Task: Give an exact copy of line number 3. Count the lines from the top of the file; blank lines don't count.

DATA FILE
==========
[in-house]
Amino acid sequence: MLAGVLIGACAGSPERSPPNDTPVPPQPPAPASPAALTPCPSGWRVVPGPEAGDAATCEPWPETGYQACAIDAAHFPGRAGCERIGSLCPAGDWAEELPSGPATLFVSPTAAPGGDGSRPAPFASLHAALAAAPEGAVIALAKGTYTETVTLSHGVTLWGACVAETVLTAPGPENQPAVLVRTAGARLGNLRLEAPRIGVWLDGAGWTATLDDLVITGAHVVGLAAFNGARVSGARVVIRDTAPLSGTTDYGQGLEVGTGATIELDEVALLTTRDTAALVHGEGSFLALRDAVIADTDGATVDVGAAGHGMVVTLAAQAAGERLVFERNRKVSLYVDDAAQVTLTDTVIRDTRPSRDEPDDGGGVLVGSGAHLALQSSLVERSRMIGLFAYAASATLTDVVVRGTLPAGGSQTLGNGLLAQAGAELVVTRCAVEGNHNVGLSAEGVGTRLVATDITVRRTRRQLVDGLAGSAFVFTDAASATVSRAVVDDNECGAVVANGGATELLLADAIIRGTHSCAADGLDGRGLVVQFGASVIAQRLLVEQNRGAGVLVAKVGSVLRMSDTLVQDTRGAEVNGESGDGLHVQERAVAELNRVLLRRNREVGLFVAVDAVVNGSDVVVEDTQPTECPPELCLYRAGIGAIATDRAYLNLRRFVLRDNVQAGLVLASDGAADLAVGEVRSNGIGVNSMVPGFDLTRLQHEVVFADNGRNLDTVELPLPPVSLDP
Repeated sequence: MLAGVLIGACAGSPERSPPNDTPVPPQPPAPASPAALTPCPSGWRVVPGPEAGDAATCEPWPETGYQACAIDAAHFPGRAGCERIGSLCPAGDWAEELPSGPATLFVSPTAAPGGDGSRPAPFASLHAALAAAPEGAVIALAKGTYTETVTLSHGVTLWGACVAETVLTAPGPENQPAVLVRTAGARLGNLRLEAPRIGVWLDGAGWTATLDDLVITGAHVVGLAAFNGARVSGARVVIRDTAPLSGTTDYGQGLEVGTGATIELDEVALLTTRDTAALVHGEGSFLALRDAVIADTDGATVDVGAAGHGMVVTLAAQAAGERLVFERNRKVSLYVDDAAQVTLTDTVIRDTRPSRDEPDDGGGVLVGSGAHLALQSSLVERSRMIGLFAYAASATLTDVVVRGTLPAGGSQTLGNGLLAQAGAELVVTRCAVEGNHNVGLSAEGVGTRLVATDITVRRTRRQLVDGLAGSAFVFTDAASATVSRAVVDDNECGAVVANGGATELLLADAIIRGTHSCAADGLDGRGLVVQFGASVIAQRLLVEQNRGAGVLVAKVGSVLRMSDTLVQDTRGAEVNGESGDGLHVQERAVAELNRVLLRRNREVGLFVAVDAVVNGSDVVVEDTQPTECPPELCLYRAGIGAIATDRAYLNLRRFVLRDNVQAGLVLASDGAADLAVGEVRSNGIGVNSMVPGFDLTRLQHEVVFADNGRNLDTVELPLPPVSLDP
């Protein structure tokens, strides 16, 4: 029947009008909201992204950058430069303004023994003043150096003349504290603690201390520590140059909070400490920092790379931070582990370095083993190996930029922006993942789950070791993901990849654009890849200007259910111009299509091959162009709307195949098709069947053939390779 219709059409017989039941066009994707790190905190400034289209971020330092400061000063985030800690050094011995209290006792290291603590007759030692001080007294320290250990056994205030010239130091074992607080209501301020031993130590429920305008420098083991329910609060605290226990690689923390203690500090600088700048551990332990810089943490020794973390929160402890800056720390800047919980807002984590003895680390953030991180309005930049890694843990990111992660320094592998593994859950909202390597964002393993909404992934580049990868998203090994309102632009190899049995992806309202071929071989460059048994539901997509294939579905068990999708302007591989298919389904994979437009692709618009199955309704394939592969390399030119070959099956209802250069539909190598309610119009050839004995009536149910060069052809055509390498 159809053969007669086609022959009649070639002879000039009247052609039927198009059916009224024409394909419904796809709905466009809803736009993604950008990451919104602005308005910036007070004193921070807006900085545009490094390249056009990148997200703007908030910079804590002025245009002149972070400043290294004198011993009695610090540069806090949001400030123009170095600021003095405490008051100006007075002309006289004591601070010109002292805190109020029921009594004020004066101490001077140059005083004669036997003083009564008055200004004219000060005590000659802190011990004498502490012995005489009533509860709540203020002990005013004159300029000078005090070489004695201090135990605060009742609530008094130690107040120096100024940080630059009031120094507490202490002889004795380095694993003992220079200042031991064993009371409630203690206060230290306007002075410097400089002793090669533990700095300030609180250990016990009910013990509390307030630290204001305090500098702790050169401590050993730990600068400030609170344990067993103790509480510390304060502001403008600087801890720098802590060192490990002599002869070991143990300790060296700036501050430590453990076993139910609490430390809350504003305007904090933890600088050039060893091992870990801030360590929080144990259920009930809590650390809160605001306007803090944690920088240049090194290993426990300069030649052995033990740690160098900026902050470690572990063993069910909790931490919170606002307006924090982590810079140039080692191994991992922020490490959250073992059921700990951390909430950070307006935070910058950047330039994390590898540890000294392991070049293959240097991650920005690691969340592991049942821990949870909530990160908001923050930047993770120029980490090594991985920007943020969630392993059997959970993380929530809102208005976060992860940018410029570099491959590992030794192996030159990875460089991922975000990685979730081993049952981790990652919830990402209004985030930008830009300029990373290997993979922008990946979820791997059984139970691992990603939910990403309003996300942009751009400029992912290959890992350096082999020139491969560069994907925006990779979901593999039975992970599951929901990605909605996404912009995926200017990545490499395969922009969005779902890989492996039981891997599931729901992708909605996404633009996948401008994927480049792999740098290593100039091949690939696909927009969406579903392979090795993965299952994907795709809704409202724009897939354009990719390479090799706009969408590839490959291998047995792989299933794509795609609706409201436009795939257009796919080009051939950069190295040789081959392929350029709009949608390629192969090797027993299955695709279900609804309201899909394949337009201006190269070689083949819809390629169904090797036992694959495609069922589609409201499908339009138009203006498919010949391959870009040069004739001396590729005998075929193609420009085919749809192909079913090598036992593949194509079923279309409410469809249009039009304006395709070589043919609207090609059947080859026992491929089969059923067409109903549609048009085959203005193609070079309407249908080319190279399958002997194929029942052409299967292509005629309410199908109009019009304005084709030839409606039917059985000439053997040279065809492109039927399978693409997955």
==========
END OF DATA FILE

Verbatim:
Repeated sequence: MLAGVLIGACAGSPERSPPNDTPVPPQPPAPASPAALTPCPSGWRVVPGPEAGDAATCEPWPETGYQACAIDAAHFPGRAGCERIGSLCPAGDWAEELPSGPATLFVSPTAAPGGDGSRPAPFASLHAALAAAPEGAVIALAKGTYTETVTLSHGVTLWGACVAETVLTAPGPENQPAVLVRTAGARLGNLRLEAPRIGVWLDGAGWTATLDDLVITGAHVVGLAAFNGARVSGARVVIRDTAPLSGTTDYGQGLEVGTGATIELDEVALLTTRDTAALVHGEGSFLALRDAVIADTDGATVDVGAAGHGMVVTLAAQAAGERLVFERNRKVSLYVDDAAQVTLTDTVIRDTRPSRDEPDDGGGVLVGSGAHLALQSSLVERSRMIGLFAYAASATLTDVVVRGTLPAGGSQTLGNGLLAQAGAELVVTRCAVEGNHNVGLSAEGVGTRLVATDITVRRTRRQLVDGLAGSAFVFTDAASATVSRAVVDDNECGAVVANGGATELLLADAIIRGTHSCAADGLDGRGLVVQFGASVIAQRLLVEQNRGAGVLVAKVGSVLRMSDTLVQDTRGAEVNGESGDGLHVQERAVAELNRVLLRRNREVGLFVAVDAVVNGSDVVVEDTQPTECPPELCLYRAGIGAIATDRAYLNLRRFVLRDNVQAGLVLASDGAADLAVGEVRSNGIGVNSMVPGFDLTRLQHEVVFADNGRNLDTVELPLPPVSLDP